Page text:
- Once you have the CNAME redirect set up, in Feedburner, under My Account, select My Brand and modify the settings to point to your new feed URL (thanks to Tim for helping me with this). At the end, I now have this feed to publicize with my subscribers: http://feeds.slingalibi.com/slingalibi
- Take that your RSS feed URL and drop it into Outlook as well. It is important to test what your blog looks like as a feed in the common clients that people will be accessing your content.
- If you are using Feedburner, there are some optimizations you can set up…
- You have an option for tracking clickthroughs. This will route your clicks through Feedburner. Using bit.ly tracks that for me, so I chose not to enable this.
- It is a good idea to opt in for more stats – such as Reach(how many people take action on the stuff you recommend) and individual views.
- Next you’ll want to activate a bunch of services. Most are turned off by default.
- Optimize your feed with SmartFeed.
- You can then add some interesting features – such as a Headline Animator which is a circulating banner of your latest posts.
- If you are migrating from one blog engine (MSDN) to another, like I did, you may want to create a Chicklet to publicize the new location and make it easy for users to subscribe to the new feed. You’ll see the chicklet at the top of this post.
- Then you can set up publicize settings – such as PingShot, Email Subscriptions, FeedCount.
Hook up to WorldMaps
- Link your blog up to http://www.myworldmaps.net (disclaimer, Brian is my teammate).
- You will need to register and wait approval. At this time, only personal blogs are supported. No commercial sites.
- Once you are logged in you will need to create a map. Be sure to have your local lat & longitude numbers ready but fortunately WorldMap is clever enough to look it up for you based on your IP Address. It was accurate for mine, even when browsing through IE8’s new In-Private feature - (I was curious if it shielded your IP too).
- Once you get a map, you will get an ID that you can use to toss the map onto a web page, like so:
- Then you can watch people stumble onto your blog. His app gives you real time stats: http://www.myworldmaps.net/sl/WorldmapsStumbler.aspx).
I opted for LiveWriter as my content publisher. It works like a charm.
It’s a good idea to change the path of livewriter drafts in registry to to a location that you back up. Or you could use LiveMesh to back up your drafts. By default, your drafts will be stored in the My Documents folder, which I never use or back up. I like to keep everything in one folder and store everything in something like c:\data. I dug into the registry and pointed the draft folder to my centralized location instead.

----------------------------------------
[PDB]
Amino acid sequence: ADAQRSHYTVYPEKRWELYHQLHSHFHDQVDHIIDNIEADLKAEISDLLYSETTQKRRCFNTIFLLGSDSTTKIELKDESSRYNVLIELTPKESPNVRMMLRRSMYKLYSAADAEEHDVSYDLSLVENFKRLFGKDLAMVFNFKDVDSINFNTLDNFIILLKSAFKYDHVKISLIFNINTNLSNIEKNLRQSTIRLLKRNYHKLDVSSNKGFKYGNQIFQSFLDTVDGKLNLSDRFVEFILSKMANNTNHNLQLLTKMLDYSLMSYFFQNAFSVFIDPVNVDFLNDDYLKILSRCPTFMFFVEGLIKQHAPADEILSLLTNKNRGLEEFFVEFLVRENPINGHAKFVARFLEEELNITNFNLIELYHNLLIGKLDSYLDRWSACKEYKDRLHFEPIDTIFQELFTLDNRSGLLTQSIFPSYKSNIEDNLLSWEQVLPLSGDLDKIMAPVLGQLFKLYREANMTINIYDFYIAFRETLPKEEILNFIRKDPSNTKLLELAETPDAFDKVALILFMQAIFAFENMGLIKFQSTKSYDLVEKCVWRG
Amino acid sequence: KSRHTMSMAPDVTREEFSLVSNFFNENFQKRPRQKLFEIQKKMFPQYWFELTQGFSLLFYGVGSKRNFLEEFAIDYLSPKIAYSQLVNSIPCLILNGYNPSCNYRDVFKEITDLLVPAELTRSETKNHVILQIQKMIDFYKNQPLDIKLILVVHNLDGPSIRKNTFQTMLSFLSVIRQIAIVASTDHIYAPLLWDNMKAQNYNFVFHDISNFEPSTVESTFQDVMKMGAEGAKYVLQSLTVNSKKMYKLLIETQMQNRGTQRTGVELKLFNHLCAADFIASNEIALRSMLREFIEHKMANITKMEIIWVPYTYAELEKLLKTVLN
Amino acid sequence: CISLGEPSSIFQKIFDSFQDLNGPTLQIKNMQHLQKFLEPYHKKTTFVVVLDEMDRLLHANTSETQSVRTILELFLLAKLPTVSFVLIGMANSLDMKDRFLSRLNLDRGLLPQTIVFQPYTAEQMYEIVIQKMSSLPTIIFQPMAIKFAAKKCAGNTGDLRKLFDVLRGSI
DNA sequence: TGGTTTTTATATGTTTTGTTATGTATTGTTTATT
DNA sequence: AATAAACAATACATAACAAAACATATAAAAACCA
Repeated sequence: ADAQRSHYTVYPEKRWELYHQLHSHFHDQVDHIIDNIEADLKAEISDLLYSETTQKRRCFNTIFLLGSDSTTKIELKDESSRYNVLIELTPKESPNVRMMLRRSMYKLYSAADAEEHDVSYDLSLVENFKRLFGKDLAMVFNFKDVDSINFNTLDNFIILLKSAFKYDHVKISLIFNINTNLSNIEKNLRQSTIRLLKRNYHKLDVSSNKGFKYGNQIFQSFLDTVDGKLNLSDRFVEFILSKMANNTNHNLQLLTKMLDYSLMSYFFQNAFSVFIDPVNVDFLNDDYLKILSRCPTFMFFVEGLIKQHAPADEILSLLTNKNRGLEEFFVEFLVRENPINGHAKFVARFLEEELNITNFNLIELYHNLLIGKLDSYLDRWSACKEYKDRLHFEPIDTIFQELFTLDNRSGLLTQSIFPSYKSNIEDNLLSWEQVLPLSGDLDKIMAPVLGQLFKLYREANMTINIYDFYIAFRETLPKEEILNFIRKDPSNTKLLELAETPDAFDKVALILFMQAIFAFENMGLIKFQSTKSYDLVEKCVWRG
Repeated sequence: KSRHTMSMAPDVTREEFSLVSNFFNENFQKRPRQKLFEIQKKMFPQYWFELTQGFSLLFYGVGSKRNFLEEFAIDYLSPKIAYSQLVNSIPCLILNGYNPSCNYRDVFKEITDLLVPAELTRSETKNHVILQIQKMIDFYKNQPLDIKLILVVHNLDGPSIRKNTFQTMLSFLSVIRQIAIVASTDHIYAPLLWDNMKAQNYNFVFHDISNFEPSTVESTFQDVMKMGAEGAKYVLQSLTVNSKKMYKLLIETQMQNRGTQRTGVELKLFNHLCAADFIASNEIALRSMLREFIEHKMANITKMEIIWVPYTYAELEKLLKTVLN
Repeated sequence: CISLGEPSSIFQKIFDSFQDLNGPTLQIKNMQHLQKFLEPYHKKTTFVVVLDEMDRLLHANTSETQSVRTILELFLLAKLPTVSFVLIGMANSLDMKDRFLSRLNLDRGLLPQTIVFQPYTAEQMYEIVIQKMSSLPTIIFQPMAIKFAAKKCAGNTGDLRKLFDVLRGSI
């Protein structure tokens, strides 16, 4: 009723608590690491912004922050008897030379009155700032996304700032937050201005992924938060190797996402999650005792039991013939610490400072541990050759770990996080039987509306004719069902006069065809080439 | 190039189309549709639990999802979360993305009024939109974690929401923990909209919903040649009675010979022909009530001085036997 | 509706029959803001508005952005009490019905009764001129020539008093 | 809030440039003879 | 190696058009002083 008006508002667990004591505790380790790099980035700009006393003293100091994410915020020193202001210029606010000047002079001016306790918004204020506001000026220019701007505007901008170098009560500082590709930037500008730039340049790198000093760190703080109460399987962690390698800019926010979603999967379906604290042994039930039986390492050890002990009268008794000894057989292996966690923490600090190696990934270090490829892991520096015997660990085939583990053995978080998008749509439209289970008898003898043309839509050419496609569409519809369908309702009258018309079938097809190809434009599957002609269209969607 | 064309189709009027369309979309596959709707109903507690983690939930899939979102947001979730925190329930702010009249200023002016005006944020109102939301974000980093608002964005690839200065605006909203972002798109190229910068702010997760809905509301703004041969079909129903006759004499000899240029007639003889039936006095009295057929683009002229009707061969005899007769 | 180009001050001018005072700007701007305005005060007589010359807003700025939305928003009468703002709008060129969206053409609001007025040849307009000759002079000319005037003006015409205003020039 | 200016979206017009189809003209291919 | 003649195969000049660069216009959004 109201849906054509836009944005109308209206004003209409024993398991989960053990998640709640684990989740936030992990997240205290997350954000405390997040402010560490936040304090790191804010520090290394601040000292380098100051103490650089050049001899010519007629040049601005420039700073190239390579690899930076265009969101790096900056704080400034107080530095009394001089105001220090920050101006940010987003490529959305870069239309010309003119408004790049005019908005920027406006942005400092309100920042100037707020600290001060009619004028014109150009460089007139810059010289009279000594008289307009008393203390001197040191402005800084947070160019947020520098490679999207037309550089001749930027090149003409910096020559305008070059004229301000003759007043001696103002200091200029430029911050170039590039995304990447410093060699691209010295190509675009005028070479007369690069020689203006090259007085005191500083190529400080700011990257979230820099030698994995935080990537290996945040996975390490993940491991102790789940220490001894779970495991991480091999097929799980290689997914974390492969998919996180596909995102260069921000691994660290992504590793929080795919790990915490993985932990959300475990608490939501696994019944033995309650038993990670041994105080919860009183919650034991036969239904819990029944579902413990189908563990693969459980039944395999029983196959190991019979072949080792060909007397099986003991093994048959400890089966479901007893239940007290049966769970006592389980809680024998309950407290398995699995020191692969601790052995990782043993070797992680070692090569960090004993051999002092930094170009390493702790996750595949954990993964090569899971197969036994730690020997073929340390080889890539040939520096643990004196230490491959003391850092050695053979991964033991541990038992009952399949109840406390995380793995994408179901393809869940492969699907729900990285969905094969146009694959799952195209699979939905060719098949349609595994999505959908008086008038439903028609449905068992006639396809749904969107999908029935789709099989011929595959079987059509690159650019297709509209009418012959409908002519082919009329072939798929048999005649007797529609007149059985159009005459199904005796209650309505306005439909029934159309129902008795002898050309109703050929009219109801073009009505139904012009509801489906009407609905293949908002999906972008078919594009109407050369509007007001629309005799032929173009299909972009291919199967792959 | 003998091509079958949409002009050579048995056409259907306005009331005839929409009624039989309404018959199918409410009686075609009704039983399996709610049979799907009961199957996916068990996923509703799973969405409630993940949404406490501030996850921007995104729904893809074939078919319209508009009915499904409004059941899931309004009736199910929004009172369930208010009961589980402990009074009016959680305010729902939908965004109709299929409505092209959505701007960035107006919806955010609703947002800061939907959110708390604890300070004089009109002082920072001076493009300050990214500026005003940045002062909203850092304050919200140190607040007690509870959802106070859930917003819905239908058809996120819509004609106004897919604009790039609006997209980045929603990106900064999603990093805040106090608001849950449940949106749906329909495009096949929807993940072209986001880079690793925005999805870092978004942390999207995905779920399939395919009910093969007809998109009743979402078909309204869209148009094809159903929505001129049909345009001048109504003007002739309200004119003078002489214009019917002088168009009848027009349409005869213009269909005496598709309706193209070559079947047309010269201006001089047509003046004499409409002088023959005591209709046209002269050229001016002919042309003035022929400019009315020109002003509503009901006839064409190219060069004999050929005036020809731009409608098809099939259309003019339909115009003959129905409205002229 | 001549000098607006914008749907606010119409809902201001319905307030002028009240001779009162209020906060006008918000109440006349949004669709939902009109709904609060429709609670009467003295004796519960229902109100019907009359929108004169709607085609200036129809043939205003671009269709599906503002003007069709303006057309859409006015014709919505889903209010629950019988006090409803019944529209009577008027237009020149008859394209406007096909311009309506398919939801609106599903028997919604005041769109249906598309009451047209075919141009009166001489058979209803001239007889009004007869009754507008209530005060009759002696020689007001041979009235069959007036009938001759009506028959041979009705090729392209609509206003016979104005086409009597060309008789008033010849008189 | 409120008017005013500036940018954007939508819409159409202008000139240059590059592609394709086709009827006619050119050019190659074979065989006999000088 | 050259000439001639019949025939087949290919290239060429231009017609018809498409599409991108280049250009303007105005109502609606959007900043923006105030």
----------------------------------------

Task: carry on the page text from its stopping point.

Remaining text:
You have the option to set a publishing schedule in LiveWriter– lower right hand corner –However this doesn’t automatically post to the server until you hit publish., it just dates your post with that date that you said. For now I am posting manually.
There is tons of plug-ins for LiveWriter and they are easy to install. I added the code snippet add in to live writer to highlight my code nicely.
Search Engine Optimization (SEO)
Connect to delicious – sign in – drop in tags into your blog
Social Networking Optimization (SNO)
- Set up an account on FriendFeed. Link your blog, twitter, Facebook together. The Facebook Add-In will automatically pull in any friends you have on Facebook. Keep in mind, FriendFeed will notify your friends that you added them. I only realized they were notified when I got some thank you mails.
Going Indie! Buying a domain
- So only a week after launching on MSDN, I have decided to republish the content on another domain. For several reasons (1) to get the content off a MSDN owned side (2) for ease of management purposes (3) for new features, such as Facebook connect, that the current (old) version of Community Server on MDSN doesn’t provide (4) to maintain my readership should I ever leave the company (which i am definitely not planning to do) or if something happens to MSDN blogs. (5) my own branding: In the words of my colleague, Tim “. So I am now going to walk through the process of moving from MSDN onto my own indie site. It’s early enough in the life of my blog as my subscribers are only at 15, with 6 reach (number of actions taken on my site – clickthroughs off my blog), so hopefully it will be relatively painless to migrate :